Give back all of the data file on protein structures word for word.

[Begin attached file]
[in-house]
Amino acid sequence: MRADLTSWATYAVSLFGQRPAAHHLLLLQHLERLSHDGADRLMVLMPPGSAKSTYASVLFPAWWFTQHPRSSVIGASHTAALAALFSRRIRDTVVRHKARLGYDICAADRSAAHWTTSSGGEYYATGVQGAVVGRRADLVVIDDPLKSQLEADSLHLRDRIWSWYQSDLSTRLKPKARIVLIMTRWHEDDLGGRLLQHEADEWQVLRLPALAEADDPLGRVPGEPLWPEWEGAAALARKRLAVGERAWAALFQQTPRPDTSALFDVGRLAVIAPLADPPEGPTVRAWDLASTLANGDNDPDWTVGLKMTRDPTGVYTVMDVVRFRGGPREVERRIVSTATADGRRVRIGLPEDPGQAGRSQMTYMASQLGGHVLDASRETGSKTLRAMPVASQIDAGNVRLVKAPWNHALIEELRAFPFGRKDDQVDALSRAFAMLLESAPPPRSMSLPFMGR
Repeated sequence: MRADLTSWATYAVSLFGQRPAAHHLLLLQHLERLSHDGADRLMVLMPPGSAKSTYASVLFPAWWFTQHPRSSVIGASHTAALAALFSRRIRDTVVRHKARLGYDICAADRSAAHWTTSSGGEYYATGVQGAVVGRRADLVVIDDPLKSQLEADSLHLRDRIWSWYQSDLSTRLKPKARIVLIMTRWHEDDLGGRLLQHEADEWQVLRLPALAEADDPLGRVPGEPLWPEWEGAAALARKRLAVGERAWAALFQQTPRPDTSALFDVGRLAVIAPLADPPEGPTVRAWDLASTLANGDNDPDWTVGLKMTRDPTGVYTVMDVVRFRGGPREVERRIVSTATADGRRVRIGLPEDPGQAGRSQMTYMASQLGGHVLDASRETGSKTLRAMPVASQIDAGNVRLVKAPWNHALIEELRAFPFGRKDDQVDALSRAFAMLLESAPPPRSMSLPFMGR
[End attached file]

[in-house]
Amino acid sequence: MRADLTSWATYAVSLFGQRPAAHHLLLLQHLERLSHDGADRLMVLMPPGSAKSTYASVLFPAWWFTQHPRSSVIGASHTAALAALFSRRIRDTVVRHKARLGYDICAADRSAAHWTTSSGGEYYATGVQGAVVGRRADLVVIDDPLKSQLEADSLHLRDRIWSWYQSDLSTRLKPKARIVLIMTRWHEDDLGGRLLQHEADEWQVLRLPALAEADDPLGRVPGEPLWPEWEGAAALARKRLAVGERAWAALFQQTPRPDTSALFDVGRLAVIAPLADPPEGPTVRAWDLASTLANGDNDPDWTVGLKMTRDPTGVYTVMDVVRFRGGPREVERRIVSTATADGRRVRIGLPEDPGQAGRSQMTYMASQLGGHVLDASRETGSKTLRAMPVASQIDAGNVRLVKAPWNHALIEELRAFPFGRKDDQVDALSRAFAMLLESAPPPRSMSLPFMGR
Repeated sequence: MRADLTSWATYAVSLFGQRPAAHHLLLLQHLERLSHDGADRLMVLMPPGSAKSTYASVLFPAWWFTQHPRSSVIGASHTAALAALFSRRIRDTVVRHKARLGYDICAADRSAAHWTTSSGGEYYATGVQGAVVGRRADLVVIDDPLKSQLEADSLHLRDRIWSWYQSDLSTRLKPKARIVLIMTRWHEDDLGGRLLQHEADEWQVLRLPALAEADDPLGRVPGEPLWPEWEGAAALARKRLAVGERAWAALFQQTPRPDTSALFDVGRLAVIAPLADPPEGPTVRAWDLASTLANGDNDPDWTVGLKMTRDPTGVYTVMDVVRFRGGPREVERRIVSTATADGRRVRIGLPEDPGQAGRSQMTYMASQLGGHVLDASRETGSKTLRAMPVASQIDAGNVRLVKAPWNHALIEELRAFPFGRKDDQVDALSRAFAMLLESAPPPRSMSLPFMGR